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The imminent, the impending

  • Published at 08:44 pm September 10th, 2017
The imminent, the impending
(Translated by Parveen K Elias) Anwar saw a grayish fox dig its teeth into his shoulders and tear at his flesh. As he felt the searing pain, he lifted his hand to push the fox away. At that moment, he awakened. Just like the hose which lies on the ground and spurts out water to wet the ground, so too pain spurted from Anwar's left shoulder and arm-joints and spread across. In his head, he felt numerous blunt saws hacking through his brain. And just behind the retina of his eyes a hook now pulled, now slackened. Anwar turned his head this way and that way as he lay. His eyelids fell down heavily from under which he watched with burning red eyes. Where was the fox? Above him clusters of bamboo hung down on all sides. Crickets chirped intermittently. In the suffocating grove of pineapples, his body itched, not to speak of mosquito bites. Anwar lay flat and groped with eyes shut. He felt the stony coldness of the rifle. Hafiz and the others must have certainly become stiff by now. Having become wet in the rain, would the rotting start right away? This soon? Who knew? Anwar held his breath in the suffocating heat full of foul stench, the wet ground, his wet, hot body, the closed confinement of the trees. He believed that if he didn't hold his breath, he would be bound to smell the stench coming from wet corpses of his comrades lying by the bank of the canal. For a few seconds he remained in a dilemma. Then he closed his eyes and took a full, deep breath. Somewhere pineapples had ripened. That sweet smell penetrated his head. Some of it managed to enter his stomach also. It seemed as if the fox of his dream had now entered his stomach, and was ripping away at his intestines. Anwar swallowed and his throat felt absolutely dry. His hot, wet tongue tasted bitter. His mouth was sticky. Anwar licked his lips. He felt a salty taste and kept licking over and over to savour this taste. Sand particles gritted at his teeth. He opened his mouth wide, took a breath, licked his lips again. If only he could eat something to fill up, then his head would lighten and he could sit up and look at his surroundings clearheadedly. Maybe, he should just get up, sling his rifle on his shoulders and look for the ripe pineapple. This was a large pineapple grove. Surely there was more than one ripe pineapple! He would rip off ripe pineapples from the plants, slash and thrash them and then eat to his heart's content. Anwar's insides yearned for food. Lying with closed eyes, Anwar saw that he was surrounded by numerous golden pineapples and he was ferociously snatching and gulping down one after the other. The slightly yellow juice drooled from the sides of his mouth and fell through his fingers on to the ground. Anwar could not stand it anymore. With closed eyes he jerked his body and sat up straight. The wound in his shoulder woke up with a searing pain and he felt dizzy and suffocating. His heavy head swung like a football on a finger-tip, numerous yellow bubbles danced before his eyes and darkness set in. He fell flat on the pineapple plant and the sharp-edged leaves cut through his cheeks, ears, neck and hands. Anwar bit his lips as tears flowed from his eyes. His body trembled a little, then became still.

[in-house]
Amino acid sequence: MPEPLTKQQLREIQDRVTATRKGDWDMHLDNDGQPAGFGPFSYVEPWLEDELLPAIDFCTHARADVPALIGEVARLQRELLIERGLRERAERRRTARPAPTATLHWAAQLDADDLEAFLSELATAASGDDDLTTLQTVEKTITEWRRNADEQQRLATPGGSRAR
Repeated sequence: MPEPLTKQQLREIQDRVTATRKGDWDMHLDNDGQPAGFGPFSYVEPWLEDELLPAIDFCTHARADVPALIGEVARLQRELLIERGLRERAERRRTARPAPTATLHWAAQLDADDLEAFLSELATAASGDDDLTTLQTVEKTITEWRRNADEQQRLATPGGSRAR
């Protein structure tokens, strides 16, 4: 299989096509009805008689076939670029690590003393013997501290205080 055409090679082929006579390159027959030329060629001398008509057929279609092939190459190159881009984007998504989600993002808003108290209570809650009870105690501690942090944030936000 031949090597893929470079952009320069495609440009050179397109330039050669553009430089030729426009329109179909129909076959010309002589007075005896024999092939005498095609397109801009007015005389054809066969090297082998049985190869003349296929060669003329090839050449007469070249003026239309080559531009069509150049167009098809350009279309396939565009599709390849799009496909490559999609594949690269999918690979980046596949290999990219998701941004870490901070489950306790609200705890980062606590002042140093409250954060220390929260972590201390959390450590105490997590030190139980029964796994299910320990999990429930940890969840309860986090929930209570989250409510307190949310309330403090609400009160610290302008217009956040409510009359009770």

In the midst of bullet shots and the screaming of people, Hafiz's words sounded very odd. Shots were being fired, people were dying, and here were two freedom fighters who had arms but who could do nothing to give the people any protection. Wasn't there any pain, any guilt, any shame on their part?